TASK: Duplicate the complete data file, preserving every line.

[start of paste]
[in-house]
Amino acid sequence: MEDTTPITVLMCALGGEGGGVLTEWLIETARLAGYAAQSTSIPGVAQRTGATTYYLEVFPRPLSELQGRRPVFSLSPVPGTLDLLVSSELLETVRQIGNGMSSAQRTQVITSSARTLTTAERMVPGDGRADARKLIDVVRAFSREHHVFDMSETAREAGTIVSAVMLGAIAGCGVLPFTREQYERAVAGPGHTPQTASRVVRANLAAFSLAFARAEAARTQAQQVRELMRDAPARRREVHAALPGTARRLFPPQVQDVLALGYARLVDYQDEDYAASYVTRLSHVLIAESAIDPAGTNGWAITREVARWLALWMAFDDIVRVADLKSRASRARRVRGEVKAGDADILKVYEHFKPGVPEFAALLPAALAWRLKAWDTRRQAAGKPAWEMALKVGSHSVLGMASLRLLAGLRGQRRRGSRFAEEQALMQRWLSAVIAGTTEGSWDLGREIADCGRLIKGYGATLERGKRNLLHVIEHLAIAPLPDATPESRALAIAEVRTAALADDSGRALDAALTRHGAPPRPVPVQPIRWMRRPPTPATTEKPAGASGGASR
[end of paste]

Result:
[in-house]
Amino acid sequence: MEDTTPITVLMCALGGEGGGVLTEWLIETARLAGYAAQSTSIPGVAQRTGATTYYLEVFPRPLSELQGRRPVFSLSPVPGTLDLLVSSELLETVRQIGNGMSSAQRTQVITSSARTLTTAERMVPGDGRADARKLIDVVRAFSREHHVFDMSETAREAGTIVSAVMLGAIAGCGVLPFTREQYERAVAGPGHTPQTASRVVRANLAAFSLAFARAEAARTQAQQVRELMRDAPARRREVHAALPGTARRLFPPQVQDVLALGYARLVDYQDEDYAASYVTRLSHVLIAESAIDPAGTNGWAITREVARWLALWMAFDDIVRVADLKSRASRARRVRGEVKAGDADILKVYEHFKPGVPEFAALLPAALAWRLKAWDTRRQAAGKPAWEMALKVGSHSVLGMASLRLLAGLRGQRRRGSRFAEEQALMQRWLSAVIAGTTEGSWDLGREIADCGRLIKGYGATLERGKRNLLHVIEHLAIAPLPDATPESRALAIAEVRTAALADDSGRALDAALTRHGAPPRPVPVQPIRWMRRPPTPATTEKPAGASGGASR